Jupiter Meets Uranus

Object : Planet Jupiter
Date : September 13, 2010
Time : 12:00-12:45 LST/ 07:00-07:45 UT
Location : Surprise, Arizona USA
Medium : white paper, colored pencils, paint brush # 4 and #10 used as a
Instruments : CPC 1100 SCT/ 25mm Plossl/ No filters/ Binoculars 25X100
Magnitude : -2.9
Weather : calm winds, clear skies, temp- mid to upper 80’s

Comments :

There is no better time than right now! As the summer parade of planets bid
farewell and disappear into the western horizon,(Venus,Mars & Saturn)
Jupiter steps up to the spotlight on the East side of town. Jupiter has an
ongoing list of activities happening on and off its surface. Physically, the
sheer size of its disk is expected to reach 50″ as it nears opposition on
the 20th of this month. As of the time of this sketch, it had a disk size of
49.7″. Although not as bright as Venus(-4.7), It’s pretty shiny for being
the only contender on the lonely Southeastern front of the night sky.

On its surface or close to its Jovian atmosphere, Jupiter was recently
recorded to have been struck by some sizeable bolides. Meteors that burst
into fireballs while getting pulled by the gravity of the gas giant. While I
did not notice any of those fireballs(would’ve been cool), I did notice
other features.Through the scope the most obvious is that Jupiter is
spinning with only one of the two major belts. Only the North Equatorial
Belt is clearly visible. Last spring, the South Equatorial Belt just
disappeared before our averted eyes. It’s believed to be hiding under a
thick blanket of ammonia clouds. Previous circumstances have shown that the
SEB will resurface sometime soon. For now, a slight grayish hue is all that
remains visible of the SEB ocassionally highlighted by darker shades of eddy
currents. The Great Red Spot is easy to ‘spot’ since the lack of the SEB
doesn’t mask it from view, it seems to ride adjacent to the South Temperate
Belt. The GRS is not alone, it was found to have an oval reddish storm about
half its size keeping company just South of its perimeter. Under steady sky
conditions, the designated ‘Oval BA’ or ‘Red Spot Jr” was barely discernible
to the Southwest of the GRS. A more pronounced white oval storm was embedded
and riding high on the westernmost edge of the NEB. For added effect, the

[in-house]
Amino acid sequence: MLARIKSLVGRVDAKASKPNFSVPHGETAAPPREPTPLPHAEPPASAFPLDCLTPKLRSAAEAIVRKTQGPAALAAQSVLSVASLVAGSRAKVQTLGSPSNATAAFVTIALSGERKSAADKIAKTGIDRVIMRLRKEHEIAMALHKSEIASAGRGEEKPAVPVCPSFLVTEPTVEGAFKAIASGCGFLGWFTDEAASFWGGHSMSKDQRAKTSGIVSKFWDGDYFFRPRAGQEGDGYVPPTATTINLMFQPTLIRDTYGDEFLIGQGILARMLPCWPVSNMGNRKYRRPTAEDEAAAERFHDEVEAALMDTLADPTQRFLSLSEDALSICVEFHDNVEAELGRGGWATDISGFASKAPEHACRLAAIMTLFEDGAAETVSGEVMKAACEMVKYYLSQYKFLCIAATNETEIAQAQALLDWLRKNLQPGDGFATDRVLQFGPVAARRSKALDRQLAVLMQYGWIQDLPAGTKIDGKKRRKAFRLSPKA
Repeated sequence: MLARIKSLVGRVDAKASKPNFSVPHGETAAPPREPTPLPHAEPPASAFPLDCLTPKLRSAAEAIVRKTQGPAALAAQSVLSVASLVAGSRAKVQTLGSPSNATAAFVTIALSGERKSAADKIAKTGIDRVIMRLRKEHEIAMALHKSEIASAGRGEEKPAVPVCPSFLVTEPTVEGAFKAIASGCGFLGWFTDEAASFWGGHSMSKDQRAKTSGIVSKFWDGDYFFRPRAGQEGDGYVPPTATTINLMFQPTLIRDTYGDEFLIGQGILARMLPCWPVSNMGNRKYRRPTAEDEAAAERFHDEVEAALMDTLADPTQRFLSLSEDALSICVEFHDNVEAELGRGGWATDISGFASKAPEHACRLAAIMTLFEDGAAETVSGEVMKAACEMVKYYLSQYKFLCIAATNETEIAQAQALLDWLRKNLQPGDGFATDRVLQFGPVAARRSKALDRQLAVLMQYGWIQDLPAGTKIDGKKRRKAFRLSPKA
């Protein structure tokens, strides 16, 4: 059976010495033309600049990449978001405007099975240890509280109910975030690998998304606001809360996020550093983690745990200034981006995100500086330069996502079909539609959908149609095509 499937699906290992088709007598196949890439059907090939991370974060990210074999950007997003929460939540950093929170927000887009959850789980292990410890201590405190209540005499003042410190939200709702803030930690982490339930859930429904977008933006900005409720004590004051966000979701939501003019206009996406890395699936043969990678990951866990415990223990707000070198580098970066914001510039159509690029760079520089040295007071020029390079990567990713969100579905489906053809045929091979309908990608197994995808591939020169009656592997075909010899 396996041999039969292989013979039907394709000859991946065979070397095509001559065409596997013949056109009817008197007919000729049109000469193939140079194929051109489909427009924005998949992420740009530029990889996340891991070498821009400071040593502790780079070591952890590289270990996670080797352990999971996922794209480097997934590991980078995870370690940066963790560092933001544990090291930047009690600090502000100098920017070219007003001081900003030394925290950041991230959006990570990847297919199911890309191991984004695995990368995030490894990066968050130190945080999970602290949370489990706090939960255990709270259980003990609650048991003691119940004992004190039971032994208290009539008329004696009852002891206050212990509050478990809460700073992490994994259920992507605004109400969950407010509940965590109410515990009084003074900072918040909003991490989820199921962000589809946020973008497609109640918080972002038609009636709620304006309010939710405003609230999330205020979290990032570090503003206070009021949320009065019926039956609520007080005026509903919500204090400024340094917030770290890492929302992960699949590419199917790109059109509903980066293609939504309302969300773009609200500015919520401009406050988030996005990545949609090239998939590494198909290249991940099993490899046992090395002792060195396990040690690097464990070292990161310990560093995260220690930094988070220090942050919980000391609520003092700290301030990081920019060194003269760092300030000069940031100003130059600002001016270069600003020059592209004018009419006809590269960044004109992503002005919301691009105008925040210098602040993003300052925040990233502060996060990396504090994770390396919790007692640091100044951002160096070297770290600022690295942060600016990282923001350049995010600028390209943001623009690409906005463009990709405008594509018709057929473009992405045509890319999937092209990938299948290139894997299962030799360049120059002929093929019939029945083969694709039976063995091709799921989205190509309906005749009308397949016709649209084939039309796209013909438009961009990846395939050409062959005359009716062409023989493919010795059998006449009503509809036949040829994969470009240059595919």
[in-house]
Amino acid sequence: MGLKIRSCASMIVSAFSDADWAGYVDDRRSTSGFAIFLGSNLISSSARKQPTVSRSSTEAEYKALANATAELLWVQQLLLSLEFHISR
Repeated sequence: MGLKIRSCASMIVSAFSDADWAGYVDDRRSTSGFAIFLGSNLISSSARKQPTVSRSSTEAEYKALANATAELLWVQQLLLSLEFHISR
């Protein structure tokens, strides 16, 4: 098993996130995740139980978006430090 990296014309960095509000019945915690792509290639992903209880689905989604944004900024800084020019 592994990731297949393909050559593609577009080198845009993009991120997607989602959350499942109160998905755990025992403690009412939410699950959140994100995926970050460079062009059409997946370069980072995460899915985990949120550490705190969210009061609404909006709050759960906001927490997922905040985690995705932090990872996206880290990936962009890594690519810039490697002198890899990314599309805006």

Galilean satellite Europa was just coming out of occultation on the Eastern
limb next to the North Temperate Belt.

From a different perspective, through the binoculars, Jupiter is not exactly
all alone. In the same field of view Uranus is not far away from its big
brother. During my observation both planets were a separated by less than 1
and 1/2 degrees. Uranus will also reach opposition hours later after
Jupiter. Uranus’ disk is very tiny in comparison with Jupiter but you can
still get a pastel lightgreen color out of it. I tried to locate with the
naked eye and had some slight success but I believe its because I knew where
to look. Other than that I think I would have a hard time picking it out-I
was in Surprise I have to admit, not exactly dark skies.

I hope you enjoyed this little report, wishing you all dark and clear skies!


5 thoughts on “Jupiter Meets Uranus”

  1. Cincosauces,

    It’s all worthed in the end to know that others enjoy this work as well. From scribbles and notes to the finalized sketch, sharing this work with all of you is very rewarding indeed.

    …dark and clear skies!


    Oops! I wrote disc with a ‘k’. :O

  2. Dear Juanchin,

    I love the sketches. This is a great idea that you put both images together ( an image with high magnitude and a binoculars view ). I am enjoying the sketches. Fantastic sketches!!!

  3. Hello Stella and Frank,

    Sometimes I just find it, that it makes sense to show detail as much as an angle of view or perspective. Jupiter’s surface is going through dynamic changes and that’s what I wanted to highlight with the magnified view. An added bonus to this was the conjunction and the opposition the two planets reached recently- thus the wide view given by the binoculars.


    Juanchin 😀

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